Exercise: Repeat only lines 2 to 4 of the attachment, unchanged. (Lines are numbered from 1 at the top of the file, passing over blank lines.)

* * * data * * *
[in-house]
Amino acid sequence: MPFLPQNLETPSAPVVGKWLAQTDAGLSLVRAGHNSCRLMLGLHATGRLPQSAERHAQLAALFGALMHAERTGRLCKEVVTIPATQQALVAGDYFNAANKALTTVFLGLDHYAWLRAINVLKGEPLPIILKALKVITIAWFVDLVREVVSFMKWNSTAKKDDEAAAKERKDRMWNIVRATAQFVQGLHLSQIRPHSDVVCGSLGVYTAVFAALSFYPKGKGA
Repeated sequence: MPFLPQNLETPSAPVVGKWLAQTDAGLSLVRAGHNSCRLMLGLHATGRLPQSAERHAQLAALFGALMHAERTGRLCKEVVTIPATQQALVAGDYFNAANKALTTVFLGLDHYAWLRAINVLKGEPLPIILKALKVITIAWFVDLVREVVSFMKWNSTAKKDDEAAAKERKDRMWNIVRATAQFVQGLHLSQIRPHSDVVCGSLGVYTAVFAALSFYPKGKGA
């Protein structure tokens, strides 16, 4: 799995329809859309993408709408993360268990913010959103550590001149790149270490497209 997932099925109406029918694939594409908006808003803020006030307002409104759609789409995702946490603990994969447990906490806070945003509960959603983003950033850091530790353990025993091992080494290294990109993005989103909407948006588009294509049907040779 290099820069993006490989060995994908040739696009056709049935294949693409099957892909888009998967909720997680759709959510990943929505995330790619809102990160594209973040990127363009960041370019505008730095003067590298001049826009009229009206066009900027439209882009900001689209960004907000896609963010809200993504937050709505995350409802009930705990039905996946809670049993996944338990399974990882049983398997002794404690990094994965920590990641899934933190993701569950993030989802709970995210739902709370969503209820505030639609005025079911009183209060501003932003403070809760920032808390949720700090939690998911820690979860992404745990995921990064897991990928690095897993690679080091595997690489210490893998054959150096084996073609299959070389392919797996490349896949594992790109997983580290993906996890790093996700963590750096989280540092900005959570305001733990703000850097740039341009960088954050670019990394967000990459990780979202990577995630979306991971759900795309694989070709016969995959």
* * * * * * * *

Amino acid sequence: MPFLPQNLETPSAPVVGKWLAQTDAGLSLVRAGHNSCRLMLGLHATGRLPQSAERHAQLAALFGALMHAERTGRLCKEVVTIPATQQALVAGDYFNAANKALTTVFLGLDHYAWLRAINVLKGEPLPIILKALKVITIAWFVDLVREVVSFMKWNSTAKKDDEAAAKERKDRMWNIVRATAQFVQGLHLSQIRPHSDVVCGSLGVYTAVFAALSFYPKGKGA
Repeated sequence: MPFLPQNLETPSAPVVGKWLAQTDAGLSLVRAGHNSCRLMLGLHATGRLPQSAERHAQLAALFGALMHAERTGRLCKEVVTIPATQQALVAGDYFNAANKALTTVFLGLDHYAWLRAINVLKGEPLPIILKALKVITIAWFVDLVREVVSFMKWNSTAKKDDEAAAKERKDRMWNIVRATAQFVQGLHLSQIRPHSDVVCGSLGVYTAVFAALSFYPKGKGA
């Protein structure tokens, strides 16, 4: 799995329809859309993408709408993360268990913010959103550590001149790149270490497209 997932099925109406029918694939594409908006808003803020006030307002409104759609789409995702946490603990994969447990906490806070945003509960959603983003950033850091530790353990025993091992080494290294990109993005989103909407948006588009294509049907040779 290099820069993006490989060995994908040739696009056709049935294949693409099957892909888009998967909720997680759709959510990943929505995330790619809102990160594209973040990127363009960041370019505008730095003067590298001049826009009229009206066009900027439209882009900001689209960004907000896609963010809200993504937050709505995350409802009930705990039905996946809670049993996944338990399974990882049983398997002794404690990094994965920590990641899934933190993701569950993030989802709970995210739902709370969503209820505030639609005025079911009183209060501003932003403070809760920032808390949720700090939690998911820690979860992404745990995921990064897991990928690095897993690679080091595997690489210490893998054959150096084996073609299959070389392919797996490349896949594992790109997983580290993906996890790093996700963590750096989280540092900005959570305001733990703000850097740039341009960088954050670019990394967000990459990780979202990577995630979306991971759900795309694989070709016969995959």